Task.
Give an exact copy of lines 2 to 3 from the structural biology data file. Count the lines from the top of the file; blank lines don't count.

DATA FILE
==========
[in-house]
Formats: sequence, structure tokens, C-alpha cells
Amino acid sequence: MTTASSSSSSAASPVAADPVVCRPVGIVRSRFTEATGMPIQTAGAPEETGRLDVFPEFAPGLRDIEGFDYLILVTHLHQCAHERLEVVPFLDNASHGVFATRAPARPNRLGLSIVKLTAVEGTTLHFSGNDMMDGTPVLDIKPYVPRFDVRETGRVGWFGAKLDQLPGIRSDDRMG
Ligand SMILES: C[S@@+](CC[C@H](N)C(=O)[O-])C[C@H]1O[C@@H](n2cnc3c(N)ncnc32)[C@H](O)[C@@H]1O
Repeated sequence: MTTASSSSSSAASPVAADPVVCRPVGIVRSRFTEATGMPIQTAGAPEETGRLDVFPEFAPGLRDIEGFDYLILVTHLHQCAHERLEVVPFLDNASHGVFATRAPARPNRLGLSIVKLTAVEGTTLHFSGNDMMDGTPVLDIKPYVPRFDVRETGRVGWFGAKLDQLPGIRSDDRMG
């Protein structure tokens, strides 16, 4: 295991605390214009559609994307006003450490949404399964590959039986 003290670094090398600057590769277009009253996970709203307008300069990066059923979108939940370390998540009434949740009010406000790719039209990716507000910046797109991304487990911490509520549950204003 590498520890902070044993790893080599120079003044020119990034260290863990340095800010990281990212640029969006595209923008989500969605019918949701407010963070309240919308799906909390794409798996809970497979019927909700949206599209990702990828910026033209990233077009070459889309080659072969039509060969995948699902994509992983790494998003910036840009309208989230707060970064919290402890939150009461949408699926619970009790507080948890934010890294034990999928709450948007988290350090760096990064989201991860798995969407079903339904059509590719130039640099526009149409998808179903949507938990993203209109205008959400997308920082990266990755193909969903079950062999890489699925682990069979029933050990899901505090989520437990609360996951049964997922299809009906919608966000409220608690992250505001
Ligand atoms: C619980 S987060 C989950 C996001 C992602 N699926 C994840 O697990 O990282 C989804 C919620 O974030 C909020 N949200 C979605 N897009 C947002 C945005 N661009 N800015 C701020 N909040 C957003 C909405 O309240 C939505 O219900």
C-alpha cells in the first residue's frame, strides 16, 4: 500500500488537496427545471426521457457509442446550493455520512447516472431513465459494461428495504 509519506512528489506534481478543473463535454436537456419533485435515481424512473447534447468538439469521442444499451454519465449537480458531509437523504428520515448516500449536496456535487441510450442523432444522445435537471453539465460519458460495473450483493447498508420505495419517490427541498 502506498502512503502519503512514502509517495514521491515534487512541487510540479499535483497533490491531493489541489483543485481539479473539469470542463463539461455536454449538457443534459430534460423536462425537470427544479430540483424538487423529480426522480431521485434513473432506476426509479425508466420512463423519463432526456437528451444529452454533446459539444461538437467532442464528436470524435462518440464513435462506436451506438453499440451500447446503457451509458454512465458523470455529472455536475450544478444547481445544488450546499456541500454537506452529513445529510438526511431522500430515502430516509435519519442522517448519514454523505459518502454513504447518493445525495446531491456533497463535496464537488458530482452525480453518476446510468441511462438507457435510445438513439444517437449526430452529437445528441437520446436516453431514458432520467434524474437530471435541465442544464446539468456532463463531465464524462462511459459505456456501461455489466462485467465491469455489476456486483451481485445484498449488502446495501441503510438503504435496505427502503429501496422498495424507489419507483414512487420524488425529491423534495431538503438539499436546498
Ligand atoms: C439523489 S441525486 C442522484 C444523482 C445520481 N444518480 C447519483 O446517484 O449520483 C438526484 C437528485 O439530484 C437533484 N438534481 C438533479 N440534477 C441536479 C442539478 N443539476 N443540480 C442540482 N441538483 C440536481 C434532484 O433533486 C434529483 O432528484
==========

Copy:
Formats: sequence, structure tokens, C-alpha cells
Amino acid sequence: MTTASSSSSSAASPVAADPVVCRPVGIVRSRFTEATGMPIQTAGAPEETGRLDVFPEFAPGLRDIEGFDYLILVTHLHQCAHERLEVVPFLDNASHGVFATRAPARPNRLGLSIVKLTAVEGTTLHFSGNDMMDGTPVLDIKPYVPRFDVRETGRVGWFGAKLDQLPGIRSDDRMG